North Pole

Six months day six months Night

The northernmost point of the earth is the North Pole. Arctic ice region. At this point in the Northern Hemisphere, its axis of rotation coincides with the surface. Ice currents never stabilize the North Pole. Although the point of the North Pole is pointed at the ice, there is no soil beneath it. There is the sea. In addition, at least two north poles are calculated due to the angular position. One is called the North Pole and the other is called the Deep North Pole. In addition, many people confuse the North Pole with the North Magnetic Pole. The North Pole, in the middle of the Arctic Ocean, is freezing cold all year round. Earth’s 90 degree latitude is the North Pole, so the environment is completely different here. There is no such thing as day and night calculations in other countries of the world. There is no major season here except summer and winter. Summer at the North Pole lasts 187 days. At this time the sun is in the sky for 24 hours. At this time the day is continuous. Winter span is 178 days. At this time there is continuous night here.

There is no timezone

Although it sounds incredible, it is true that no clock is captured at the North Pole. This happens because there is no specific time zone. To understand time, you have to take a time zone of your choice. Anyone who reaches this point determines the time of the North Pole by the time of their country or place of origin. Why is that?  Simply put, the North Pole is the epicenter of the latitudes used to determine the time of different countries of the world. Earth’s rotation, angular position with the ground is exactly 90 degrees here. Due to this angular position, day and night are continuous for about 6 months in the North Pole. Sunrise and sunset are here once a year. Clockwork for setting time is useless here. Normally the sun would set in the evening, but it would not set at the North Pole. But the sun never reaches the top of the head. The opposite happens when winter comes at the end of almost six consecutive months of summer. The sun has not been seen for about six months. At this time the North Pole is covered in darkness. Sometimes a light glow is seen at night but the night does not last for about 6 months. At this time the temperature is minus 32 degrees Celsius, the North Pole is drowning in extreme cold. Yesterday the temperature at the North Pole was minus 15 degrees Celsius.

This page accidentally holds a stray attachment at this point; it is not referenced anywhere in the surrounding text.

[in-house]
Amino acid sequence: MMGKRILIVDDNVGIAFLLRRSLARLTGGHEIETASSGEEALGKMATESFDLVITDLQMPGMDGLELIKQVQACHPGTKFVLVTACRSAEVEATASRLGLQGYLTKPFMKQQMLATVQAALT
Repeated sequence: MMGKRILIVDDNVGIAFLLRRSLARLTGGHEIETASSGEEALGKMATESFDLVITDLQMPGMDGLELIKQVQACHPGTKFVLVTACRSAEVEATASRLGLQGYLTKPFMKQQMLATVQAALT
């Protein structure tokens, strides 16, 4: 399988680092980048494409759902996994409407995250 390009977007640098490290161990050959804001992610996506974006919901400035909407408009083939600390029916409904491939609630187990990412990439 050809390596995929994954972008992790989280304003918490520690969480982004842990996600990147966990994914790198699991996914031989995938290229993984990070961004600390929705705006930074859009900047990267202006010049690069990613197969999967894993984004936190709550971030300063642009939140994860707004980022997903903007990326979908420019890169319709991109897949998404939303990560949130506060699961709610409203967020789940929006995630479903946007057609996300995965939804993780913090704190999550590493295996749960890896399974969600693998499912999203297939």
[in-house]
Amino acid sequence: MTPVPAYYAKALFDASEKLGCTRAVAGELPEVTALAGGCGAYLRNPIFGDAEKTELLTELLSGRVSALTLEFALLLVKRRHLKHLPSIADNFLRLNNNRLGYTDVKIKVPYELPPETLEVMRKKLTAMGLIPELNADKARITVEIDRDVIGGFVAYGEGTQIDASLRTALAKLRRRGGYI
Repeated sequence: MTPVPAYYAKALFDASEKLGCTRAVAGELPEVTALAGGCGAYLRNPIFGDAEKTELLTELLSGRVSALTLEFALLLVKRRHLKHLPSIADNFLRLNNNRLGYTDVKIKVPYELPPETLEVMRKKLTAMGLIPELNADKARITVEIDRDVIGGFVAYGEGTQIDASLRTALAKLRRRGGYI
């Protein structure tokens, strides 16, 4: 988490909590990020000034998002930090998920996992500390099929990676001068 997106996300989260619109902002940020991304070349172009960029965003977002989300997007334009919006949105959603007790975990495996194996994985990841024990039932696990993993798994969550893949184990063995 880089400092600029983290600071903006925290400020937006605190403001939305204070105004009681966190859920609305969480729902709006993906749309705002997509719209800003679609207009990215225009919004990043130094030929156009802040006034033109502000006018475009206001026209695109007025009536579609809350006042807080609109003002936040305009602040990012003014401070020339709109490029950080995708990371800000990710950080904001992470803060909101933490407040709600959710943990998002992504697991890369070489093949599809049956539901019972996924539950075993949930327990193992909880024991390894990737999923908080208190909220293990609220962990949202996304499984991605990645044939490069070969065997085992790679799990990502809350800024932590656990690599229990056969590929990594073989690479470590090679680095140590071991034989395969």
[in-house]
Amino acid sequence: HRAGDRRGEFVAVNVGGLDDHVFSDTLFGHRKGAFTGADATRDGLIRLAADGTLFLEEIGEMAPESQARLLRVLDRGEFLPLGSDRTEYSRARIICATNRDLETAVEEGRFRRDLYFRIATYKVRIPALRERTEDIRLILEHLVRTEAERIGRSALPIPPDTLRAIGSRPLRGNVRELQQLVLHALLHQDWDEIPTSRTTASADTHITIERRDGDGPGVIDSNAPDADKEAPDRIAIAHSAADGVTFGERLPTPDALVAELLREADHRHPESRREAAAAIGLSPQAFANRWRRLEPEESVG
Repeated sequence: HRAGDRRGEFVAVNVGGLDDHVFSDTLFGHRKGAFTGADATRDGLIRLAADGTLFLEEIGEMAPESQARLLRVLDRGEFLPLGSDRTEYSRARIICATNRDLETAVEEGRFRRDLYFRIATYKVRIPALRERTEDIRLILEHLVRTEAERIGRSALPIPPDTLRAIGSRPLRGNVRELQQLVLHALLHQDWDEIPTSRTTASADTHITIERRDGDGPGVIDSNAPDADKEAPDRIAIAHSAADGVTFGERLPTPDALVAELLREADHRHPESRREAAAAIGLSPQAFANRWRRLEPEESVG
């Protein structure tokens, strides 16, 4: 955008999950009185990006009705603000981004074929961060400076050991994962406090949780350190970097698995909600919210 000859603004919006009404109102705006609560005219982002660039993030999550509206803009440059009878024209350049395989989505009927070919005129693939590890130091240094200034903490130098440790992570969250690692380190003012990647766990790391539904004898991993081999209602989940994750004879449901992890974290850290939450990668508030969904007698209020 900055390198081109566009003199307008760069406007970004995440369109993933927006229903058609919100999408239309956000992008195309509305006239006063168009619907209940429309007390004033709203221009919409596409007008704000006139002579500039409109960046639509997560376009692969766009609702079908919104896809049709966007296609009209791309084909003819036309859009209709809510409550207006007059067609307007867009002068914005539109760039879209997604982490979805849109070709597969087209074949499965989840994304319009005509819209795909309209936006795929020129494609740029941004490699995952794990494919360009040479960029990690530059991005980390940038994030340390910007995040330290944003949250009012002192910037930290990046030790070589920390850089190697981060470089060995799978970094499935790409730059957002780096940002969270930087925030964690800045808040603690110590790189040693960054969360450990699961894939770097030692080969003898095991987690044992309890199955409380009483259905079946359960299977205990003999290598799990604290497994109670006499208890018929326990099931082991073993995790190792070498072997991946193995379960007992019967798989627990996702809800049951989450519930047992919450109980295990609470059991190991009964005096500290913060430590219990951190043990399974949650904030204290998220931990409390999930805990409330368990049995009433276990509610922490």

The maximum temperature is zero degrees Celsius

The small islands of the Arctic ice float in the summer. And in winter it freezes and stands. Although the North Pole of the two seasons is said to have hot and cold weather for about six months, the temperature here remains at zero degrees Celsius even on the hottest days. The sun can be seen for six months this snowy summer day. When winter comes, the darkness of night falls for six months.

Although the exact calculation is different. Winter lasts for nine months and summer for three months. Whether it’s summer or winter, the North Pole is always wrapped in incredible cold. In winter the temperature drops from minus 15 to minus 32 degrees Celsius. Researchers have long sought to capture the image of the environment at that time. But adverse weather has hampered all efforts. Winter blizzards make the North Pole environment even more terrifying. In addition to summer and winter, researchers have found two more seasons at the North Pole. Autumn and spring. However, the duration of these two seasons is only a few weeks. In winter the sky is clear. The sea is frozen, so there is no steam, no clouds, no rain.  Snowstorms hit the North Pole before summer arrives. The winter is much colder in the surrounding area (Siberia) than in the North Pole.


The shining sun has risen. Who says it’s midnight now? In Norway, many people have flocked to see ‘Midnight Sana’a. Certain months of the year are six months in a row at the North Pole, six months a night – that’s another wonder!

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